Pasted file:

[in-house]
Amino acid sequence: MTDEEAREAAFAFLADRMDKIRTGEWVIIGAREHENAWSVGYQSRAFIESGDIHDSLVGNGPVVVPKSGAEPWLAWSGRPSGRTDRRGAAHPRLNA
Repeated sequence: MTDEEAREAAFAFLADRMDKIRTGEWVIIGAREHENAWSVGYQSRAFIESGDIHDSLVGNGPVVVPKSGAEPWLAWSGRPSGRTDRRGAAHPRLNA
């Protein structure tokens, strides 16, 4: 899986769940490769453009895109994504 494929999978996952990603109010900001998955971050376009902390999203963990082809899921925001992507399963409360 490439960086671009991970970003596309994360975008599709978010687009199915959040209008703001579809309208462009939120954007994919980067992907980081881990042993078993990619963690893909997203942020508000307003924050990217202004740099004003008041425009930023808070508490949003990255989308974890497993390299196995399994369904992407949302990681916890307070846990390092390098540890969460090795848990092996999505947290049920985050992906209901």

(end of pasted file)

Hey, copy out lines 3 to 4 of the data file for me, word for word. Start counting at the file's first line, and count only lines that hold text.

Repeated sequence: MTDEEAREAAFAFLADRMDKIRTGEWVIIGAREHENAWSVGYQSRAFIESGDIHDSLVGNGPVVVPKSGAEPWLAWSGRPSGRTDRRGAAHPRLNA
């Protein structure tokens, strides 16, 4: 899986769940490769453009895109994504 494929999978996952990603109010900001998955971050376009902390999203963990082809899921925001992507399963409360 490439960086671009991970970003596309994360975008599709978010687009199915959040209008703001579809309208462009939120954007994919980067992907980081881990042993078993990619963690893909997203942020508000307003924050990217202004740099004003008041425009930023808070508490949003990255989308974890497993390299196995399994369904992407949302990681916890307070846990390092390098540890969460090795848990092996999505947290049920985050992906209901």